D day the battle for nor.., p.47
D-Day: The Battle for Normandy,
The first clash took place on the northern flank even before Operation Lüttich officially began. At 22.30 hours on 6 August, two German half-track motorcycles charged through a roadblock of the 39th Infantry Regiment east of Chérencé-le-Roussel,but were knocked out by another company a little further down the road. Everything was then quiet, but around midnight tanks were heard on the road half a mile to their south which led from Bellefontaine to Le Mesnil-Tôve. Nobody made any connection with the mayor’s earlier warning. They assumed that the tanks were American.
Twohours later,at 02.00 hourson themorning of Monday, 7 August, the battalion in the valley was attacked by German infantry coming from Mont Furgon, just to their north, and more infantry and tanks of the 116th Panzer-Division coming from the east. With the support of some Shermans from the 746th Tank Battalion, they fought them off. The Americans still assumed that this was just a local attack. But it soon became clear that the main German axis of advance lay on the smaller road to their south via Le Mesnil-Tôve. This was the northern column of the 2nd Panzer-Division and, by 05.00 hours, they had swarmed through the village and on to Le Mesnil-Adelée.
The advance of the 2nd Panzer-Division’s southern column was delayed until 05.00 hours. Part of the 117th Infantry Regiment in Saint-Barthélemy could hear the ominous sound of panzers advancing, but the mist was so thick that visibility was reduced to little more than twenty yards. While some of the roadblocks outside the town were easily overrun, one anti-tank position managed to hold up a detachment of Panthers, knocking out two. Other groups of Panthers supported by infantry attacked from other directions, including an advance detachment from the 1st SS Panzer-Division. American infantrymen fought running battles, using bazookas. They resisted ‘extraordinarily well,’ as General von Lüttwitz of the 2nd Panzer-Division later acknowledged.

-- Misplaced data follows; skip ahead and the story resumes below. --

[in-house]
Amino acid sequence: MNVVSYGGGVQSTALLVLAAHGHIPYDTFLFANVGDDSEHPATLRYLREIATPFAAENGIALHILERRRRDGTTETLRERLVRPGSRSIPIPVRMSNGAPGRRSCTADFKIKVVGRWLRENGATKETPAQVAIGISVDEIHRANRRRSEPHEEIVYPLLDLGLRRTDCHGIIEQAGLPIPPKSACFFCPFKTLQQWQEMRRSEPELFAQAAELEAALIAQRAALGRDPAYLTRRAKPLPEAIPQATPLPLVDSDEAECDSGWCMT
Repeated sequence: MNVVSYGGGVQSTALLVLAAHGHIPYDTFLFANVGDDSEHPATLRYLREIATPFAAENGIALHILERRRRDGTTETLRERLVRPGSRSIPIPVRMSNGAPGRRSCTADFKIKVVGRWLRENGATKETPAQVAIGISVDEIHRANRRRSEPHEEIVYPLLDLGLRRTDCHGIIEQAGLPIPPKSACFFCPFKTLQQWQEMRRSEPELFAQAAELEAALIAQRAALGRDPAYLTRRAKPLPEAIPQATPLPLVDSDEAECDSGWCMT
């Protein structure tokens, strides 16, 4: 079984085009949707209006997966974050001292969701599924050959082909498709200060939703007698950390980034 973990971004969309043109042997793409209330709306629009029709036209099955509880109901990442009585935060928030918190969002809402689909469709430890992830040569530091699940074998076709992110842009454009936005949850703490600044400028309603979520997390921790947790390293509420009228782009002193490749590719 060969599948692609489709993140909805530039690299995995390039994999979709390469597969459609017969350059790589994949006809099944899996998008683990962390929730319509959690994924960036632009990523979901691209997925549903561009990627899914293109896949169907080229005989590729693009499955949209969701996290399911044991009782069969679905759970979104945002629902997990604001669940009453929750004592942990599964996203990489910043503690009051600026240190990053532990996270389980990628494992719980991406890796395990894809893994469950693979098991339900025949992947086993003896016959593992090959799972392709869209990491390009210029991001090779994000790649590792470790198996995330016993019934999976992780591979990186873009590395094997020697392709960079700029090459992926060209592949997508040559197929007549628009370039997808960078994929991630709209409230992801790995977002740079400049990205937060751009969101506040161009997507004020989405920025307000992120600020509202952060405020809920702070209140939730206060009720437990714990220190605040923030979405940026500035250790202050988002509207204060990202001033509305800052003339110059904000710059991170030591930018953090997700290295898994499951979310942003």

Eight Panthers entered Saint-Barthélemy and halted in the main street, just outside the advance headquarters of Lieutenant Colonel Frankland of the 1st Battalion of the 117th Infantry. One of his officers looked out of the window to see a Panther just below. They then heard noises at the rear of the house. Frankland went to investigate and found two of his signallers being marched out with their hands above their heads. He shot down two of the SS troopers who had called them out and saw another Panther in the street at the back of the house. Astonishingly, Frankland’s command group managed to escape out of a window and rejoin one of the companies. Under the onslaught of the SS panzergrenadiers, most of Frankland’s battalion had to withdraw, jumping hedges and scuttling down ditches.
Although Frankland’s battalion had been overrun, theirfierce defence of Saint-Barthélemy had inflicted a crucial delay on the 2nd Panzer-Division’s advance towards Juvigny-le-Tertre. The Panthers did not resume their advance until late in the morning. This gave the Americans time to rush in reinforcements, especially to block the northern column in Le Mesnil-Adelée, two miles west of Le Mesnil-Tôve.
Soon after midnight, the three Kampfgruppen of the Das Reich and Götz von Berlichingen had advanced on Mortain and Hill 314. They too were helped by the heavy mist, which muffled the noise of their engines.
At 01.25 hours on 7 August, the American battalion on Hill 314 stood to on hearing small-arms fire. The Germans had found a route past the roadblock down at the southern entry to the town. They were attacking up the hill and into Mortain itself. Colonel Hammond Birks, the commander of the 120th Infantry, sent a company into Mortain to clear it, but the Germans were already too well established. At 02.00 hours, the Germans also attacked Hill 314 from the north.
Birks had no more reserves and Lieutenant Colonel Hardaway, trapped in the Grand Hôtel in the centre of the town, could not rejoin the bulk of his battalion on the hill above. He and his group, including three other officers, tried to make their way from the Grand Hôtel across the town towards the hill, but patrols of SS panzergrenadiers forced them to seek shelter in an abandoned house.
While most of the roadblocks were quickly overrun, the defensive position near the Abbaye Blanche, just outside the northern edge of the town, inflicted heavy casualties on its SS Das Reich attackers. Lieutenant Springfield’s tank destroyer platoon with its three-inch guns fired at comparatively close range as each German half-track emerged from the fog. ‘A loud clang followed by a red glow announced each direct hit. As the occupants of the armored personnel carriers tumbled out of their stricken machines, they were sprayed with machinegun fire. Tracers ricocheted wildly off the road as well as the armored flanks of immobilized vehicles.’ Colonel Birks, aware of the importance of the Abbaye Blanche position, reinforced it with two platoons. One of their commanders, Lieutenant Tom Andrew, soon took over the direction of the defensive battle there.